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How T Cell Location Might Revolutionize Success of Immunotherapy in Lung Cancer

The University of Edinburgh’s research suggests that the positioning of certain immune cells within lung tumours could predict patient survival and treatment response. This could enhance the efficacy of immunotherapies, which currently fail in 80% of lung cancer cases. The study focused on cytotoxic T cells and found that enzymes CD39 and CD73, associated with reduced patient survival, are exploited by tumours to evade destruction. Notably, high levels of CD39 in tumour nests indicated better patient outcomes. Insights from this research could potentially guide treatments, determining which patients might benefit from immunotherapies and identifying those who might not.

The survival rates and responses to treatment in lung cancer patients might be better predicted by examining the location of certain immune cells within tumours, according to a breakthrough study by the University of Edinburgh. Lung cancer, a leading cause of cancer-related deaths globally, is often diagnosed at an advanced stage where conventional treatments are typically less effective. While immunotherapies have revolutionised treatment, they are currently ineffective in 80% of cases. The study has been published in the Journal for Immunotherapy of Cancer. This research offers a deeper comprehension of why some patients benefit more than others.

Dr. Ahsan Akram, from the University of Edinburgh’s Centre for Inflammation Research, remarked, “This study helps us to understand that we need to know the types of T cells in the cancer and their location within the tumors to begin to appreciate the complexity we are dealing with. We hope these results will lead to more research in this area, and in the future could help to identify patients who will do well with immunotherapies, as well as identifying earlier those that may not, so alternative treatments can be tried.”

This research could improve the success of immunotherapies

The Cancer Research UK-funded study focussed on cytotoxic T cells – white blood cells pivotal in tackling cancer. The team analysed tumour tissue from 162 patients with non-small cell lung cancer (NSCLC), responsible for over 80% of lung cancer cases. They discovered that two enzymes, CD39 and CD73, if found near tumours, were linked with reduced patient survival. These enzymes play a role in preventing T cells from becoming overly active; however, tumours can exploit this mechanism to avoid destruction.

Significantly, it was observed that high levels of CD39 within clusters of cancer cells, or tumour nests, correlated with better patient survival and a more positive reaction to immunotherapy. Conversely, when these cells were located outside these clusters, patient survival was not impacted. Furthermore, elevated levels of CD39 on regulatory T cells, which generally stop the immune system from overreacting, were tied to decreased survival.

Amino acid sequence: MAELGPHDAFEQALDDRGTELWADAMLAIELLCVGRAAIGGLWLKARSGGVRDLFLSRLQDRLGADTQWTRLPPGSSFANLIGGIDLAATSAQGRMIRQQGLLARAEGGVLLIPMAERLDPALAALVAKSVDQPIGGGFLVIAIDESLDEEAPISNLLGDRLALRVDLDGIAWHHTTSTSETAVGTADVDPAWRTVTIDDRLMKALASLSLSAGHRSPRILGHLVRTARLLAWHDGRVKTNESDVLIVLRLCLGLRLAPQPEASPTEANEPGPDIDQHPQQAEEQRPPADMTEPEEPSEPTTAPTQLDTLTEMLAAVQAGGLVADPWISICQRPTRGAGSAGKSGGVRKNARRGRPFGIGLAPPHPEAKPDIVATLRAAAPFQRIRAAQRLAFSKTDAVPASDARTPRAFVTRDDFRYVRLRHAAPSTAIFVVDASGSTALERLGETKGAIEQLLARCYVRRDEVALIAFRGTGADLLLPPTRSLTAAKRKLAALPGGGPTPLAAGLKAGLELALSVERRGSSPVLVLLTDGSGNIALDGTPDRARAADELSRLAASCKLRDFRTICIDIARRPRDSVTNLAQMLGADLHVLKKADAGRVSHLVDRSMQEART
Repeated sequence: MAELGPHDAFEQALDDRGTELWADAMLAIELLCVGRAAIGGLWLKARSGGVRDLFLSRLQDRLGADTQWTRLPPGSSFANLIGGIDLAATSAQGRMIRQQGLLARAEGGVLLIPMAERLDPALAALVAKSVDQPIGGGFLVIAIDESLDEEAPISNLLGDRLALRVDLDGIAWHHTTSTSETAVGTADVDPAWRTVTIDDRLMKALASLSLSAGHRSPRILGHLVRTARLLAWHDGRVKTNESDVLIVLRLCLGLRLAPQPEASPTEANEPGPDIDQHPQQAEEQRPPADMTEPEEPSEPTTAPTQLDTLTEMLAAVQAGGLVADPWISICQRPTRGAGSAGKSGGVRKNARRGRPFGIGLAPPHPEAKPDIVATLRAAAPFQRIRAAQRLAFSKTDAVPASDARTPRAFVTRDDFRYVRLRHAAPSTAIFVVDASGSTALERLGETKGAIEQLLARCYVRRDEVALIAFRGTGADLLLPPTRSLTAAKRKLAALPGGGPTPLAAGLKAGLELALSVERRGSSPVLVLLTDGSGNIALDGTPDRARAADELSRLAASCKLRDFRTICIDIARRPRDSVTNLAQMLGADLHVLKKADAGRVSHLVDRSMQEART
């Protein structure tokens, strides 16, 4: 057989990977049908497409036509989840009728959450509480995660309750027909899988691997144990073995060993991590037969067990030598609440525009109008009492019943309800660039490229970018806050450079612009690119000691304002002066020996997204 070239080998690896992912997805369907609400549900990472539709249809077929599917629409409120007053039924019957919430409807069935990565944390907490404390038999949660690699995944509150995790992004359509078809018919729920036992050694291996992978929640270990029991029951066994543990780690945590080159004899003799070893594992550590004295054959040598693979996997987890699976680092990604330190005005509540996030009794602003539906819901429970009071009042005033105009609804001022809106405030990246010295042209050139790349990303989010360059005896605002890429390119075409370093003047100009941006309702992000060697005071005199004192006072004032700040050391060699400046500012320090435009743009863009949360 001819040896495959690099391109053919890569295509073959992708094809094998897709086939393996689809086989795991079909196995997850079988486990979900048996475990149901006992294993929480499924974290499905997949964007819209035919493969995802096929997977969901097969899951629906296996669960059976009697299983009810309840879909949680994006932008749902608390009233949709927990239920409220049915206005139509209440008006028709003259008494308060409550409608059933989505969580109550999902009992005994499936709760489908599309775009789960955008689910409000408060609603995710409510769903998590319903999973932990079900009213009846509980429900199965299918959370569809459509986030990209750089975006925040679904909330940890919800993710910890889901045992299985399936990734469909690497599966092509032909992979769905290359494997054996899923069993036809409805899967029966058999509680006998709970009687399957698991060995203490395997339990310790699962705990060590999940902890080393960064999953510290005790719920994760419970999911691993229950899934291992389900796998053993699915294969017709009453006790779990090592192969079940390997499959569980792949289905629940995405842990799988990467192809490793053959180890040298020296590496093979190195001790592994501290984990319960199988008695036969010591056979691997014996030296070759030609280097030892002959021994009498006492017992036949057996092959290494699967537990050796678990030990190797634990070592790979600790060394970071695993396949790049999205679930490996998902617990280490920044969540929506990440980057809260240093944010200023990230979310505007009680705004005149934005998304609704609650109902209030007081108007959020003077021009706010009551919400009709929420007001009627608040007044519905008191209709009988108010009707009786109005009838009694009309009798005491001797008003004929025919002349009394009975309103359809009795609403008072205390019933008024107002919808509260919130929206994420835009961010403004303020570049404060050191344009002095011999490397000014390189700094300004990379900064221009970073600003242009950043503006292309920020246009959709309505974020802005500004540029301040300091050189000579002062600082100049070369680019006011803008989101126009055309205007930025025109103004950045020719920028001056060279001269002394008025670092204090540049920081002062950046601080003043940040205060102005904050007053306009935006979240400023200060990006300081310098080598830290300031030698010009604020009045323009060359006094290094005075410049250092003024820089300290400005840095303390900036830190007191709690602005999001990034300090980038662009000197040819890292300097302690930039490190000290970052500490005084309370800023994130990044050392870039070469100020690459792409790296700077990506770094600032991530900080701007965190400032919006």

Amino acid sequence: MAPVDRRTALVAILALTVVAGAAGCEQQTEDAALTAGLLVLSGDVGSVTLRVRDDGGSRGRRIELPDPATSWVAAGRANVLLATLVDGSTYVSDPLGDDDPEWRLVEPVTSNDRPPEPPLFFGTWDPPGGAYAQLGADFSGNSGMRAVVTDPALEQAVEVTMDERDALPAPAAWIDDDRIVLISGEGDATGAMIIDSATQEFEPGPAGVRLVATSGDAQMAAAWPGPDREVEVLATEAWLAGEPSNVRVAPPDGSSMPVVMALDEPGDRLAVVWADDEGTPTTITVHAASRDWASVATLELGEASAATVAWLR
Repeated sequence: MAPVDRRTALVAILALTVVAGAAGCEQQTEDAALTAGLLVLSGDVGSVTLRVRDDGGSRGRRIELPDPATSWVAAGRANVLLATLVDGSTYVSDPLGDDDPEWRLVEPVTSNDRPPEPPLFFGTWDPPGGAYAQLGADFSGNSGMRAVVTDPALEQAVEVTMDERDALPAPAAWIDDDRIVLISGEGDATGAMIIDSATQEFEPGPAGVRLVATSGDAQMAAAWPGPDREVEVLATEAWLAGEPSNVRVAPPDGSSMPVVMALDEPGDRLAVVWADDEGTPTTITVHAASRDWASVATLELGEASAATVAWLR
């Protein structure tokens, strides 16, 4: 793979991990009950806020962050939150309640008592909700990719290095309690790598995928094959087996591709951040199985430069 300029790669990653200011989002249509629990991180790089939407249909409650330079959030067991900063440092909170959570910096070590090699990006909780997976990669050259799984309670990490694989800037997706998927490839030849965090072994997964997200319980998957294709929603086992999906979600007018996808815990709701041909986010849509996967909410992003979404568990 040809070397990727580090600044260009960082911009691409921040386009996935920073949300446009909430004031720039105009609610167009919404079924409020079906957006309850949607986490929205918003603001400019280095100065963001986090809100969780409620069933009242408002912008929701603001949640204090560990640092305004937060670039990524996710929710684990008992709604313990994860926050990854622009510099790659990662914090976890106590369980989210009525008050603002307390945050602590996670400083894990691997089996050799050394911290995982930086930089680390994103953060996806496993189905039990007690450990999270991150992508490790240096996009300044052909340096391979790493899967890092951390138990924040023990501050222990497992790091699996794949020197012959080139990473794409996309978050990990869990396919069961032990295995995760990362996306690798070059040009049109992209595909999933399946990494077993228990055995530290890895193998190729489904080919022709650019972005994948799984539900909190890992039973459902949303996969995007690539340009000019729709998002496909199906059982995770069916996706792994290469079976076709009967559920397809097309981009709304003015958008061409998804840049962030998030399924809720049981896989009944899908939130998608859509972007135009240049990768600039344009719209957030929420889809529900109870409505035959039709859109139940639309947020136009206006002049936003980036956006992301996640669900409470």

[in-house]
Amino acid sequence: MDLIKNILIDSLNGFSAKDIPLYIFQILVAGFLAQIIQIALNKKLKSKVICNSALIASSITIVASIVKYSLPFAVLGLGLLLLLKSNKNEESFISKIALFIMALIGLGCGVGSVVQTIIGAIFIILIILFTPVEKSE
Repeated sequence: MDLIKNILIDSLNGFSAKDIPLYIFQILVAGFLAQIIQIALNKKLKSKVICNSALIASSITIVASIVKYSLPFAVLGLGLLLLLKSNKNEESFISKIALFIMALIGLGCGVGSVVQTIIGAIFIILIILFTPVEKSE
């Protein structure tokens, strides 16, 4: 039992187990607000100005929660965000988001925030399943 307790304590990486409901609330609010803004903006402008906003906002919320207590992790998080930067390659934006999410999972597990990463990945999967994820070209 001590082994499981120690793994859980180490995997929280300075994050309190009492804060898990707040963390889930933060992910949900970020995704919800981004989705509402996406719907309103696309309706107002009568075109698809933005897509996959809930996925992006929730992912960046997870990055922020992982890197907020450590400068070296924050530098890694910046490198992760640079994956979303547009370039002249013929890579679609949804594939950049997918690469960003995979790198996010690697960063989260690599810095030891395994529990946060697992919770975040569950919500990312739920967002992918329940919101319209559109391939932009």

Abstract of research

Location of CD39+ T cell subpopulations within tumors predict differential outcomes in non-small cell lung cancer

Abstract – Purpose: An improved mechanistic understanding of immunosuppressive pathways in non-small cell lung cancer (NSCLC) is important to develop novel diagnostic and therapeutic approaches. Here, we investigate the prognostic significance of the ectonucleotidases CD39 and CD73 in NSCLC.

Experimental design: The expression and localization of CD39, CD73 and CD103 was digitally quantified in a cohort of 162 early treatment naïve NSCLC patients using multiplex-immunofluorescence and related to patient outcome. Expression among different cell-populations was assessed via flow cytometry. Targeted RNA-Seq was performed on CD4+ and CD8+ T cells from digested NSCLC tumor tissue and single-cell RNA-Seq data was analyzed to investigate the functional significance of CD39+ T cell populations.

Results: We demonstrate that flow cytometry of early untreated NSCLC patients shows an upregulation of CD39 expression in the tumor tissue among natural killer (NK) cells, fibroblasts and T cells. CD73 expression is mainly found among fibroblasts and Epcam+cells in the tumor tissue. Multiplex Immunofluorescence in a cohort of 162 early untreated NSCLC patients demonstrates that CD39 expression is mainly localized in the tumor stroma while CD73 expression is equally distributed between tumor nest and stroma, and high expression of CD39 and CD73 in the tumor stroma is associated with poor recurrence-free survival (RFS) at 5 years. Additionally, we find that CD8+T cells located in the tumor nest express CD103 and the density of CD39+CD103+CD8+ T cells in the tumor nest predicts improved RFS at 5 years. Targeted RNA-Seq shows that the tumor microenvironment of NSCLC upregulates regulatory pathways in CD4+ T cells and exhaustion in CD8+ T cells, and analysis of a single cell RNA sequencing dataset shows that CD39+CD4+ cells are enriched in Treg signature gene-sets, and CD39+CD103+ cytotoxic T lymphocyte show gene signatures indicative of an exhausted cytotoxic phenotype with upregulated expression of CXCL13.

Conclusions: Knowledge of patterns of distribution and location are required to understand the prognostic impact of CD39+ T cell populations in NSCLC. This study provides an improved understanding of spatial and functional characteristics of CD39+ T cells and their significance to patient outcome. For the full text of the article, click this link:>>>

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